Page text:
The second problem is one I touched on in a post last fall, prior to the law's passage: By prohibiting speech that "has the effect of insulting or demeaning any student or group of students" in such a way as to "substantially disrupt[] or interfere[] with the orderly operation of the institution," New Jersey has sanctioned the "heckler's veto." Imagine this scenario: The College Democrats harshly criticize the College Republicans' position on an issue-that is, the College Democrats engage in speech motivated by the College Republicans' "distinguishing characteristic" of being Republican. In response, the Republicans substantially disrupt the college's operation in some way—perhaps by holding a sit-in, or pulling a fire alarm, or some other disruptive activity. Under New Jersey's new law, the Democrats may now be subject to punishment: indeed, they may now be found guilty of "harassment, intimidation, or bullying," because their speech effectively resulted in a substantial disruption of institutional activity. In other words, New Jersey has incentivized overreaction to any perceived insult, since the "victim's" disruption of the orderly operation of the school automatically shifts the blame to the speaker, not to the student or students actually disrupting the school.

So yes, the New Jersey law is problematic from the point of view of those of us engaged in defending student speech. Any threat to First Amendment rights on campus is worth serious attention, and New Jersey's Anti-Bullying Bill of Rights contains more than one. Considering the discussion prompted by Ms. Hu's article, perhaps The New York Times would be interested in a follow-up article focusing on the law's impact on college students.

Finally, it's important to address the law's impetus: the tragic death of Rutgers University student Tyler Clementi last fall. Writing for The Atlantic about his concerns with New Jersey's legislation, Ta-Nehisi Coates observes:

Filming a gay dude making out and posting it online is pure thuggery, and should be punished to the extent of the law. It's instances like the Clementi case which give pause to my uneasiness about hate crimes. But it also was a heinous act committed by a college-age adult, not a school-child. The specter of law enforcement involving itself in bullying at school, based on anonymous tips, really scares me. I say that as someone who spent a good portion of my own middle school years enduring random beatdowns.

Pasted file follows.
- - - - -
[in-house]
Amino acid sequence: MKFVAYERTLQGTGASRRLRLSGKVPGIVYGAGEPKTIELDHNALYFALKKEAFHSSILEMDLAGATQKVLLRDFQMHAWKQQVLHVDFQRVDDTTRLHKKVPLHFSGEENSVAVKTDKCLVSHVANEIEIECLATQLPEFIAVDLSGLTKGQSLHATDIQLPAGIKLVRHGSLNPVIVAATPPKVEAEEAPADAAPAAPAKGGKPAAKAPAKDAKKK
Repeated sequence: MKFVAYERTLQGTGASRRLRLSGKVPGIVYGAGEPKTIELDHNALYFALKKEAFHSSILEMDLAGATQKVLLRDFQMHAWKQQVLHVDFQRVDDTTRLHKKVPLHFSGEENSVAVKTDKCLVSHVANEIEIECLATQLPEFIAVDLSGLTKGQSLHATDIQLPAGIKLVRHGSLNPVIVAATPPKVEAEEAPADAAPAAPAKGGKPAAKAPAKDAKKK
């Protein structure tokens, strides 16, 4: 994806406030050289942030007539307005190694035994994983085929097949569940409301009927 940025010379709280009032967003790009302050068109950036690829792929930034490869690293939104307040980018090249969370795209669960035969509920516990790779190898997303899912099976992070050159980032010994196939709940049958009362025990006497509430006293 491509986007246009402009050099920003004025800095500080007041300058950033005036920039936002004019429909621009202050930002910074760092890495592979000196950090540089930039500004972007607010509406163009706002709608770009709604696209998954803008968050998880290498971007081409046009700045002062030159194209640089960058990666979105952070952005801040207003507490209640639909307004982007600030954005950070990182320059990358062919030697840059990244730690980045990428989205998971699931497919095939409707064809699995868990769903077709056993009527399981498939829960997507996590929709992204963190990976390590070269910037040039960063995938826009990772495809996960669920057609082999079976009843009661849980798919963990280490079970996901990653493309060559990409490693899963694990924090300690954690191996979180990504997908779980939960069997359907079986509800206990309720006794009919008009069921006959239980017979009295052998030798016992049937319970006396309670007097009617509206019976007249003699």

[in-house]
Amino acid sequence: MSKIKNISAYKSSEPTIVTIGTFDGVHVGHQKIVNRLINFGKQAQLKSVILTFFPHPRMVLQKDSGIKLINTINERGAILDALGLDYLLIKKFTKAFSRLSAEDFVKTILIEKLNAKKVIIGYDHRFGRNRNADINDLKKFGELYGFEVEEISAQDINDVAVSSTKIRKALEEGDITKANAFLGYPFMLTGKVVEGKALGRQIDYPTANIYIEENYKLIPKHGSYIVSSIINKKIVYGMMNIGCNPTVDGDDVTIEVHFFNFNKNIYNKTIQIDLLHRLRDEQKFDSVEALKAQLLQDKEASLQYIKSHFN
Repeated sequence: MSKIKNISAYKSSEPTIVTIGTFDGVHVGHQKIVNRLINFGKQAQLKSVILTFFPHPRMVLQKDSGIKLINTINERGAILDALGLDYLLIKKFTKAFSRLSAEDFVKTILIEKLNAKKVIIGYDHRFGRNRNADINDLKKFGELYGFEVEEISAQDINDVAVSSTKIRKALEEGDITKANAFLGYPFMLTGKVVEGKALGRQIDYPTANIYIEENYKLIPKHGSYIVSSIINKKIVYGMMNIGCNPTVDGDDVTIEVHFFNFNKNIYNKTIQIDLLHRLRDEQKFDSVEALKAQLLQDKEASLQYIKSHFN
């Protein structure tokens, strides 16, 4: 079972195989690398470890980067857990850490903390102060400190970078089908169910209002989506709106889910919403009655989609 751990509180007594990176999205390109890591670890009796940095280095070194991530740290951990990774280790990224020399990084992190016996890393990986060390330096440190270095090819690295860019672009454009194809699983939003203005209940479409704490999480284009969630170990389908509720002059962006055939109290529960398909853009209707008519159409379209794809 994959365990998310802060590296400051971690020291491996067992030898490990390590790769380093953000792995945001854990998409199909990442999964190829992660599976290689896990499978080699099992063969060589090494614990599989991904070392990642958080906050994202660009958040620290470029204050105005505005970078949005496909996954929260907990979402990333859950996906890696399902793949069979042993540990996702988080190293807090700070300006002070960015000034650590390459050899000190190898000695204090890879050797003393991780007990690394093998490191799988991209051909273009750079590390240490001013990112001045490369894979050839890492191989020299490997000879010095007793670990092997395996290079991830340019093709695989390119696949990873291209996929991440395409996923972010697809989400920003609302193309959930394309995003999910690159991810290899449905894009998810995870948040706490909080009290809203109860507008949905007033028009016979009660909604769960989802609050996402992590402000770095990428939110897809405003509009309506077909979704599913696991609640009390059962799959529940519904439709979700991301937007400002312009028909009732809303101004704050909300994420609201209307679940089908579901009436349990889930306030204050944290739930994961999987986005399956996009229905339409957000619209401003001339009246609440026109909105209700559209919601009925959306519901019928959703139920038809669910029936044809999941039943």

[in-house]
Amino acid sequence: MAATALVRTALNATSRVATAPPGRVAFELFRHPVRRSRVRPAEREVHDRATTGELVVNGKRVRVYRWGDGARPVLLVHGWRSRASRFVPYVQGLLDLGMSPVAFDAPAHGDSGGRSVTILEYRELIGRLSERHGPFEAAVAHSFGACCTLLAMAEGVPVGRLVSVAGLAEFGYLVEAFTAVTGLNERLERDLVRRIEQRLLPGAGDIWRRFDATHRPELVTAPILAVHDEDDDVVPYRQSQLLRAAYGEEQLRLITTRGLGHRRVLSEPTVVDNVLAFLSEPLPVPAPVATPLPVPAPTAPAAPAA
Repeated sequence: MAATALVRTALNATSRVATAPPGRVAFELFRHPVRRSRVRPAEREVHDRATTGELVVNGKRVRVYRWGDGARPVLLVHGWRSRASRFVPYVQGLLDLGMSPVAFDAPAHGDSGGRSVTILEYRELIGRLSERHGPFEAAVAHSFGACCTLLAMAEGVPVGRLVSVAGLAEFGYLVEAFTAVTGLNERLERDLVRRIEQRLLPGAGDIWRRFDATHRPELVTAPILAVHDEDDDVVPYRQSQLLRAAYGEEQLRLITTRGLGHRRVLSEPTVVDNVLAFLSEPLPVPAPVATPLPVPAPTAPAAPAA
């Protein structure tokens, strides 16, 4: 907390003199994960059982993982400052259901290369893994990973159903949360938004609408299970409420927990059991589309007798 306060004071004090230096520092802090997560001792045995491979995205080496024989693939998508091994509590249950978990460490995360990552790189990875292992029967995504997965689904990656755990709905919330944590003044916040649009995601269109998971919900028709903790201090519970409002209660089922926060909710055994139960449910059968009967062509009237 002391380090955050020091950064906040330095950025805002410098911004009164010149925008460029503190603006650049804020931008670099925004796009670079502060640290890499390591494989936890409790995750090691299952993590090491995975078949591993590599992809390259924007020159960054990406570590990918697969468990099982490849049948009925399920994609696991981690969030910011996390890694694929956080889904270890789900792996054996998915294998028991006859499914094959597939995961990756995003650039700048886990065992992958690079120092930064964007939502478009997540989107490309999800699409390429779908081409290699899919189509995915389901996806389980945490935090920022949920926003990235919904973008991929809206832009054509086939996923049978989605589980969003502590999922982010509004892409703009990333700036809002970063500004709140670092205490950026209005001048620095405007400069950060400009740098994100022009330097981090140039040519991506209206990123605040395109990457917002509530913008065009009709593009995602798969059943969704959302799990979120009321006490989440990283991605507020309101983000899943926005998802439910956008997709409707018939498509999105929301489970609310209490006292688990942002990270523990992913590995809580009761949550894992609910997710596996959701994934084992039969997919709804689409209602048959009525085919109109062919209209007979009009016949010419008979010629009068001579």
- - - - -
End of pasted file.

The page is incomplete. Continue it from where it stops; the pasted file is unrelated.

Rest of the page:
Coates is absolutely right to condemn the alleged act in the strongest terms, while also recognizing that this kind of conduct is already illegal and was allegedly committed by adult college students. As I wrote in a post discussing the New Jersey legislative response last fall:

The students who allegedly taped Clementi face criminal charges. Videotaping and publishing someone's private sexual encounters without permission is unquestionably awful. Yet, it is critical to remember that this extreme conduct is already against the law.


In the aftermath of tragedies like Clementi's, it is understandable that people will be emotional and angry. Yet, we also must ask whether the proposed legislative fix would have prevented this heartache, or if it just makes things worse. We can't let a tragedy serve as justification to roll back the First Amendment, even with the best of intentions. As FIRE supporters know well, harassment policies are already abused to silence free speech. Simply adding more legislative redundancies might make us feel as if we've done something, but really we're just compounding the already shocking problem of censorship on campus.